?k.'ars' exploits literally gave Roebuck ulcers. Roebuck was a gentle man who wanted nothing more than to work for a salary at some job which involved linkering with machinery. In 189-5 he could stand the Sears merry-go-round no longer. He asked his partner to buy him out and readily accepted Sears’ offer of twenty-five thousand dollars for his one-third interest. This has been cited since as the worst deal ever accepted by a businessman. Five years later Roebuck's shares would have been worth three millions Today a one-third interest in Sears Roebuck would be worth well over half a billion dollars.

But Roebuck never regretted it He recovered his health, started a typewriter company and a movie-projector concern, neither of which made much money, and finally went broke in Florida real estate. In 1933 officials of the now gigantic Sears company heard that Roebuck was living in poverty. “It was the first time.” a Sears executive admitted recently, “that most of us knew he was even living.” Roebuck was taken back into the company at one hundred dollars a week and given a unique title: Co-tounder He toured the company's stores, each of which staged a special “day" for him. Roebuck would sit at a table near the entrance under a sign. “Meet our Co-founder. Col. A. C. Roebuck" — lie had picked up a Kentucky colonelcy somewhere along the route-and talk endlessly about the old days to anyone who would listen The man who might have been a multimillionaire was perfectly happy with his lot. On his seventy-fifth birthday he mused: "Sears made fifteen million dollars and died before he was fifty. Me. I never made any money in my life—and I've never felt better.” Roebuck retired to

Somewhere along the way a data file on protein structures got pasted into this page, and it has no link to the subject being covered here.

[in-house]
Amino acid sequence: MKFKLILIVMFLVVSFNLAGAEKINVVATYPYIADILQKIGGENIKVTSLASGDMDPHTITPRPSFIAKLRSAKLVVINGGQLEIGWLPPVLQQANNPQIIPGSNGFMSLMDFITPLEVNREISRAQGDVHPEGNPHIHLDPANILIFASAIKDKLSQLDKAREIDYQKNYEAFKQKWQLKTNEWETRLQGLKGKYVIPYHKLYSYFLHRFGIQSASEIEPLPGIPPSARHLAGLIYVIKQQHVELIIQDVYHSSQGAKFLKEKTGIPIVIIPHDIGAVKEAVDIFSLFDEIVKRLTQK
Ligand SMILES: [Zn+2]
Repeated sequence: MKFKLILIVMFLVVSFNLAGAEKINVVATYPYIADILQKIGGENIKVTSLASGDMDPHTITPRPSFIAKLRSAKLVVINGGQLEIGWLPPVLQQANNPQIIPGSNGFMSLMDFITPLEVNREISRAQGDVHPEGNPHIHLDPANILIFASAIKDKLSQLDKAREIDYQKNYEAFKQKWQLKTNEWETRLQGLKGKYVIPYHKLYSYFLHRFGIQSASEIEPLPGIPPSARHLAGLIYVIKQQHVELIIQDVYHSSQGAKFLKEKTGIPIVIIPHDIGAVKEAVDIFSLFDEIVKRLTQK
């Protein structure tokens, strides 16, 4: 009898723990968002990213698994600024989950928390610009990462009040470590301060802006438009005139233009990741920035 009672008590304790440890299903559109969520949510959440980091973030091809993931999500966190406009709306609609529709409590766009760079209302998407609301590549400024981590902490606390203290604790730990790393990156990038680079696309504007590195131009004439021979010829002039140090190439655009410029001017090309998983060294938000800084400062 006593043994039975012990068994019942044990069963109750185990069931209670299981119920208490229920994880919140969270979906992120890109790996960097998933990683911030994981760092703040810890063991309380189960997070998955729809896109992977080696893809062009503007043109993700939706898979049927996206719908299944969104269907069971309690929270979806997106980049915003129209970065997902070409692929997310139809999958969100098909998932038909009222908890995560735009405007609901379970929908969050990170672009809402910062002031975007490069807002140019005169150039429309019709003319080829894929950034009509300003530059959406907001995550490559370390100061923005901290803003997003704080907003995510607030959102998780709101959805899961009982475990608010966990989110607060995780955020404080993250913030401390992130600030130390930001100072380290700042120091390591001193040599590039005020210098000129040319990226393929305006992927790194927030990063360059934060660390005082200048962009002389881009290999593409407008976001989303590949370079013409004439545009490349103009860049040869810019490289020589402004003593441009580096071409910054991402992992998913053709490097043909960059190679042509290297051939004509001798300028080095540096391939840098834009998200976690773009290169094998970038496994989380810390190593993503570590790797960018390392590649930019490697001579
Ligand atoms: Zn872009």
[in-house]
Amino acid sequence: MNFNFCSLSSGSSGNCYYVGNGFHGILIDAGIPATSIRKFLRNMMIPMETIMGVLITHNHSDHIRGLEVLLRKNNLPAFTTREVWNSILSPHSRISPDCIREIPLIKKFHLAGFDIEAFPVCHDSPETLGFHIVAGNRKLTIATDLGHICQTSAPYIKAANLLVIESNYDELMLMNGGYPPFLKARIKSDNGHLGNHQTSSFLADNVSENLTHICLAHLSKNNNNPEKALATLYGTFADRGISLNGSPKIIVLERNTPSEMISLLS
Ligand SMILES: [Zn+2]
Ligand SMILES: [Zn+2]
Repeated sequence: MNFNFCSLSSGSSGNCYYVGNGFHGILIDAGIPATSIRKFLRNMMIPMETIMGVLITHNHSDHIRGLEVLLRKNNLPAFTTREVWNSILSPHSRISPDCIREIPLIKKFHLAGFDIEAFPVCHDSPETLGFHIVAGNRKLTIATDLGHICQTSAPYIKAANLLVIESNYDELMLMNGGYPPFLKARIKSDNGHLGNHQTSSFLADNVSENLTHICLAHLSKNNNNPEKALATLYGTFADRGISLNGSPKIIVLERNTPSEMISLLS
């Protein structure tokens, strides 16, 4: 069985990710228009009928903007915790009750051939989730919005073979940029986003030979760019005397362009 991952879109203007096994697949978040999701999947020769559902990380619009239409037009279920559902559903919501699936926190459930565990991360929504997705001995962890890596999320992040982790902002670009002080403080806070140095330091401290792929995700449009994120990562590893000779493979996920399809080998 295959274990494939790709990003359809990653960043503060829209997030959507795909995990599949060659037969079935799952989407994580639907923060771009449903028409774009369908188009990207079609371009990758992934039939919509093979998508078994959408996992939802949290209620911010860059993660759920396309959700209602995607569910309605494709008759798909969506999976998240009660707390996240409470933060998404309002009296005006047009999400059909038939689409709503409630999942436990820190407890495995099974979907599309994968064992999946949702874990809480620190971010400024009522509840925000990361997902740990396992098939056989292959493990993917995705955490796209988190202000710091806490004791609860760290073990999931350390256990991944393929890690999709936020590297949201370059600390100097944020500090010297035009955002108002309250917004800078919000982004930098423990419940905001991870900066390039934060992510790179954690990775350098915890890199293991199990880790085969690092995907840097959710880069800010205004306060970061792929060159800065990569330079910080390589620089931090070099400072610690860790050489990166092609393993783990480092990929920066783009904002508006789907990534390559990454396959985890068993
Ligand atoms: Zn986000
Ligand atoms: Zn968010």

California in 1940 and died in 1948 at eighty-four.

At Roebuck’s withdrawal in 1895 Sears found a new partner, Julius Rosenwald, whose small tailor shop had helped Sears Roebuck out of its "swagger suit” debacle. Rosenwald had been amazed at the possibilities of mail order as indicated by the orders which poured in on Sears. He disliked Sears’ irresponsible methods, but figured Sears could be persuaded to tone down his exuberance.

Early on the morning of the day after they agreed on partnership terms the two men went looking for a lawyer to draw up the necessary' papers. It was far too early for successful lawyers to be at work, and the new partners finally had to settle for the only lawyer they could find, a recent graduate named Albert Loeb. As his fee Loeb was appointed the company’s attorney and given four shares of new stock worth four hundred dollars. (Loeb later climbed to the presidency of Sears Roebuck and was a millionaire when he died in 1924.)

Sears Roebuck now entered a period of almost incredible prosperity. When Roebuck pulled out he left Sears Roebuck with a theoretical capital of fifty thousand dollars, and there was actually a small deficit on that year’s trade. Five years later Sears Roebuck’s gross was eleven millions, and between Dec. 13. 1903 and Dec. 13. 1904 the partners split dividends of 87,454,000. Sears regarded these lush profits as vindication of his flamboyant selling methods, but Rosenwald held out for more conservative policies. By 1908 the disagreement reached the showdown stage and Sears sold his interest to Rosenwald for ten million dollars. He died in 1914.

Today Sears is honored as founder, but scarcely revered by his successors. Most of his methods are regarded as a blueprint of how NOT to run a mailorder business. Not long ago a Sears Roebuck annual report described Sears as “a swashbuckling genius of promotion, a dynamic entrepreneur who viewed the mail-order business as a means to an end and that end was the production of profits.”